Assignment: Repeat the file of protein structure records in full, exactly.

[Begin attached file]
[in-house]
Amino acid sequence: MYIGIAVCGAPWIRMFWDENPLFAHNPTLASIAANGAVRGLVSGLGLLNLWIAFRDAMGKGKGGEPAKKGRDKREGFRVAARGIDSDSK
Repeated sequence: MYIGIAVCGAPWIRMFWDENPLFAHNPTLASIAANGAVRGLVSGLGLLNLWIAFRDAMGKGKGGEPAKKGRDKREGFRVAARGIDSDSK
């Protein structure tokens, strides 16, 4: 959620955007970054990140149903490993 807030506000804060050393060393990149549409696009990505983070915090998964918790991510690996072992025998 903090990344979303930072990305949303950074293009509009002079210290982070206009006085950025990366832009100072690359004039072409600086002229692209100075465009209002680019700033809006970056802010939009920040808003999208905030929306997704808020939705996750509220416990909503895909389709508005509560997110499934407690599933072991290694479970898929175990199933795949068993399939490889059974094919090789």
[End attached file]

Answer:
[in-house]
Amino acid sequence: MYIGIAVCGAPWIRMFWDENPLFAHNPTLASIAANGAVRGLVSGLGLLNLWIAFRDAMGKGKGGEPAKKGRDKREGFRVAARGIDSDSK
Repeated sequence: MYIGIAVCGAPWIRMFWDENPLFAHNPTLASIAANGAVRGLVSGLGLLNLWIAFRDAMGKGKGGEPAKKGRDKREGFRVAARGIDSDSK
């Protein structure tokens, strides 16, 4: 959620955007970054990140149903490993 807030506000804060050393060393990149549409696009990505983070915090998964918790991510690996072992025998 903090990344979303930072990305949303950074293009509009002079210290982070206009006085950025990366832009100072690359004039072409600086002229692209100075465009209002680019700033809006970056802010939009920040808003999208905030929306997704808020939705996750509220416990909503895909389709508005509560997110499934407690599933072991290694479970898929175990199933795949068993399939490889059974094919090789």